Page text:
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DTCI: Hands-free cell calls while driving are not safer

James W. Hehner
September 1, 2010
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DTCI-Hehner-JamesIt is hoped that you had the opportunity to read an article written by my friend, Dave Temple, regarding the dangers of using your cell phone or PDA while driving, which was published in the March 17-30, 2010, edition of the Indiana Lawyer. Dave’s article caused me to wonder whether a hands-free device – such as speakerphone or headset – makes cell phone use safer while driving.

After all, in recent years many states around the country have enacted laws requiring drivers to use hands-free devices for their cellular telephones while operating a vehicle. These laws would lead most of us to believe that the use of hands-free devices is safer than using your hand to hold a phone while driving. You might be surprised to find that scientific studies do not support the conclusion that hands-free devices are safer. In fact those studies demonstrate exactly the opposite.

A University of Utah research study demonstrated that “[b]oth handheld and hands-free cell phones impaired driving, with no significant difference in the degree of impairment. That ‘calls into question driving regulations that prohibited handheld cell phones and permit hands-free cell phones,’ the researchers write.” The University of Utah News Center, “Drivers on Cell Phones are as Bad as Drunks” (2006), at www.unews.utah.edu/p/?r=062206-1.

The University of Utah study found that “[m]otorists who talk on either handheld or hands-free cell phones drove slightly slower, were 9 percent slower to hit the brakes, displayed 24 percent more variation in following distance as their attention switched between driving and conversing, were 19 percent slower to resume normal speed after braking and were more likely to crash.” In fact, three of the study participants actually rear-ended the pace car. Id.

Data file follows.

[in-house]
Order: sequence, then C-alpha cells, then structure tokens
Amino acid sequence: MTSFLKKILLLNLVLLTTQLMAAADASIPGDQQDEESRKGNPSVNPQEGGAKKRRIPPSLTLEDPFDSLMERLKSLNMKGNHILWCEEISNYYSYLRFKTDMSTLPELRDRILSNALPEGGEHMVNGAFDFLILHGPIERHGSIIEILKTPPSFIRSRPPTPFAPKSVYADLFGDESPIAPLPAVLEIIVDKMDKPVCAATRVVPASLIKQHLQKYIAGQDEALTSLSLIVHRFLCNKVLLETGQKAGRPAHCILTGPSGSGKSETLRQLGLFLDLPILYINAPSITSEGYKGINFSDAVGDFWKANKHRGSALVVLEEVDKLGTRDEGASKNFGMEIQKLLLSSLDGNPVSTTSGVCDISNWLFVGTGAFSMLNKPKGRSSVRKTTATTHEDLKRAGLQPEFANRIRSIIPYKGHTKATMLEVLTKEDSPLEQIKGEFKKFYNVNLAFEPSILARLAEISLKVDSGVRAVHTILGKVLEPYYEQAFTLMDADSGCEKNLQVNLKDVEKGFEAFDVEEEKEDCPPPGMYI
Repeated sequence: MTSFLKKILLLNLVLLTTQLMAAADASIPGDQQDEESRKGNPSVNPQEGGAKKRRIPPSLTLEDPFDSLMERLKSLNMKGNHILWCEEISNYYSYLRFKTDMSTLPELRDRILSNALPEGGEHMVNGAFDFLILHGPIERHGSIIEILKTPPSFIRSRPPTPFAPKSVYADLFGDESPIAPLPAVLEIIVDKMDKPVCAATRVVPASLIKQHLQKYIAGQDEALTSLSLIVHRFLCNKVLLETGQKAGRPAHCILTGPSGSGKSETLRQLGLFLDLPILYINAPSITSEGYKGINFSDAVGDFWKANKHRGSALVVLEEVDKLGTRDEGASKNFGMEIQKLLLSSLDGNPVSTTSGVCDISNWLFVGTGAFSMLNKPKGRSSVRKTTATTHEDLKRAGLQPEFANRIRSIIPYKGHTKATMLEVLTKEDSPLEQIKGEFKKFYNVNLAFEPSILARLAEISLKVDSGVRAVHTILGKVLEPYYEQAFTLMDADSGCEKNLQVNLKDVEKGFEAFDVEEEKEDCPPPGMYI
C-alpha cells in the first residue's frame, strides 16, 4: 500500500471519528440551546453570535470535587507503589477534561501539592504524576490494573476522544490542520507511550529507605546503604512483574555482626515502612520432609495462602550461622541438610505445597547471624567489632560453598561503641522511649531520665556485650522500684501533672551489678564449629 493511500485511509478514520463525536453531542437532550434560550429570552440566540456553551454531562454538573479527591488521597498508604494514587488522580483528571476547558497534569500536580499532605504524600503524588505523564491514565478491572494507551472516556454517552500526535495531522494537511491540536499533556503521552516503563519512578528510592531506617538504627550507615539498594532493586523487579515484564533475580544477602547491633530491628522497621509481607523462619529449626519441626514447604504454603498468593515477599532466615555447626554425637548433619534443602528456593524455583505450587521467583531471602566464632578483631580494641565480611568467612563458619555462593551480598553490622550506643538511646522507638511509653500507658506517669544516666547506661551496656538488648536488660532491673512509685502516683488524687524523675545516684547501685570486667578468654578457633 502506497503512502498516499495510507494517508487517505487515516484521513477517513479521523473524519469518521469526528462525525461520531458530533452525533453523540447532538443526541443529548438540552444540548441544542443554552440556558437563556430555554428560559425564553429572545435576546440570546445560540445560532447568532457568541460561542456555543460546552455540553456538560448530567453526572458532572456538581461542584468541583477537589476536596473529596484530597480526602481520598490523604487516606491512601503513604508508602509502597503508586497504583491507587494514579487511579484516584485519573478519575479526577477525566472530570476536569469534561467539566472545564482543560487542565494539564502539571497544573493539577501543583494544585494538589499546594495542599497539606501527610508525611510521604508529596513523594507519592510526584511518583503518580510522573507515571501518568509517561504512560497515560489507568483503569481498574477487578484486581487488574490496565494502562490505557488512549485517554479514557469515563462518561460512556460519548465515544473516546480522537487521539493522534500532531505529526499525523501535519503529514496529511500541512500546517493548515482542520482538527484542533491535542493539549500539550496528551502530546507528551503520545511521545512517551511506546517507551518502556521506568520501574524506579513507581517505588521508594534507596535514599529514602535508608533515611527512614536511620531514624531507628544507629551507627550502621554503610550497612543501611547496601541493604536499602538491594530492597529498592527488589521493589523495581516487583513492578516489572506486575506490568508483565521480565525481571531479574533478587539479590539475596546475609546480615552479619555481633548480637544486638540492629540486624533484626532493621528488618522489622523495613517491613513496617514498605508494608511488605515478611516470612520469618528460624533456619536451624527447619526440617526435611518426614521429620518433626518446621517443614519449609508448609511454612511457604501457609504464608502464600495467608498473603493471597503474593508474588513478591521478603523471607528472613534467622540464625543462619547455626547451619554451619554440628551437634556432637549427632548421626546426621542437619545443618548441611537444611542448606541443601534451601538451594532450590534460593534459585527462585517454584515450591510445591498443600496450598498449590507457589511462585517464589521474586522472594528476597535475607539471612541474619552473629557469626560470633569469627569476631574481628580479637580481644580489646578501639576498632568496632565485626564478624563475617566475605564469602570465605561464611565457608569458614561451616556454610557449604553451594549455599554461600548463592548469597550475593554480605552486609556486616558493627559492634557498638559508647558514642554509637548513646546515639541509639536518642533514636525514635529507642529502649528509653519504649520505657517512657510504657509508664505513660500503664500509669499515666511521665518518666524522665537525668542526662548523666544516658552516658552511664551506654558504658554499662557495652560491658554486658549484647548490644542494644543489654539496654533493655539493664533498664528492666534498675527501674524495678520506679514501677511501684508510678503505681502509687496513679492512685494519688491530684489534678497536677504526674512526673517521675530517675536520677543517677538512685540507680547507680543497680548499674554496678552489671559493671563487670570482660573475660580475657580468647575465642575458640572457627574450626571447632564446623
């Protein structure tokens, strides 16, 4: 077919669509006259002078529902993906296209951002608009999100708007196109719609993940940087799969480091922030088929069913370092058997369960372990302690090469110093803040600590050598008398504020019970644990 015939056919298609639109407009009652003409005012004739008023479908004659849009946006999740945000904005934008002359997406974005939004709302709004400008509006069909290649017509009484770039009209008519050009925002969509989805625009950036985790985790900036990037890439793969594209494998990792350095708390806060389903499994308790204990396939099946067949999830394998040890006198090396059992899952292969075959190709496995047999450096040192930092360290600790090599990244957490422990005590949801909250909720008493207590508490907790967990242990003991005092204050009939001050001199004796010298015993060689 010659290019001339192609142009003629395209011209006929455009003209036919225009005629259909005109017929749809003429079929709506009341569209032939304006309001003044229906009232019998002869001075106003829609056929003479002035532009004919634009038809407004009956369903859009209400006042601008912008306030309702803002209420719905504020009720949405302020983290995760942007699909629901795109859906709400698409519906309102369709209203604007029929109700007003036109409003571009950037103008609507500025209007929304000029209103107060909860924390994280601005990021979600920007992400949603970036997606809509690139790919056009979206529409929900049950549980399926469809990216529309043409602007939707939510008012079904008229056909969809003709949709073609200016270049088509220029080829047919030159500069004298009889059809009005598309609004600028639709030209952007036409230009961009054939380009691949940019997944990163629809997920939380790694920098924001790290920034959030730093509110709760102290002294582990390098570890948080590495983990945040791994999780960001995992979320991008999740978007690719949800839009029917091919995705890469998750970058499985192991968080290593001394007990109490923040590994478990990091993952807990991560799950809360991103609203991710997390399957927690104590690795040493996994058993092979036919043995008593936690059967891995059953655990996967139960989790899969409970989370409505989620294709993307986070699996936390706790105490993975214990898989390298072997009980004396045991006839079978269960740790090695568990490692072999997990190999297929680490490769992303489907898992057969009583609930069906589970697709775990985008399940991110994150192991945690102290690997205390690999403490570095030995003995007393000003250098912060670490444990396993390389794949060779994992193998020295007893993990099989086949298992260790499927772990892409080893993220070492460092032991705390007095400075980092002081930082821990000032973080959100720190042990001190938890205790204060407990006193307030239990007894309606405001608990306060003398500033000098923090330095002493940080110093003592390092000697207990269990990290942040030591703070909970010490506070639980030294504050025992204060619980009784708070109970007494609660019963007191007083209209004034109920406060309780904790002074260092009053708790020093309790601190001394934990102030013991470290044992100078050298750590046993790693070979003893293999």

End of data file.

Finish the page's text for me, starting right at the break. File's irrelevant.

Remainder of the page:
A white paper released by the National Safety Council in March 2010 entitled “Understanding the Distracted Brain: Why Driving While Using Hands-free Cell Phones Is Risky Behavior” revealed that driving while talking on a cell phone – whether a handheld or hands-free device – increases the risk of injury and property crashes fourfold. National Safety Council, “Understanding the Distracted Brain: Why Driving While Using Hands-Free Cell Phones is Risky Behavior” (2010), at www.nsc.org/safety_road/Distracted_Driving/Pages/CognitiveDistraction.aspx.

Amazingly, the University of Utah study found that the level of impairment from using a cell phone while driving is the same as driving with a blood alcohol limit of 0.08 percent. “Drivers on Cell Phones Are as Bad as Drunks.” No responsible driver would ever get behind the wheel of a car with 0.08 percent blood alcohol content; however, that same driver might think nothing of jumping into his vehicle and carrying on a conversation on his cell phone.

The evidence is clear that using a cell phone with or without a hands-free device is dangerous. The next time you get into your vehicle consider turning off your phone before you begin driving and allow your calls go to voicemail; after all, that’s what voicemail is for.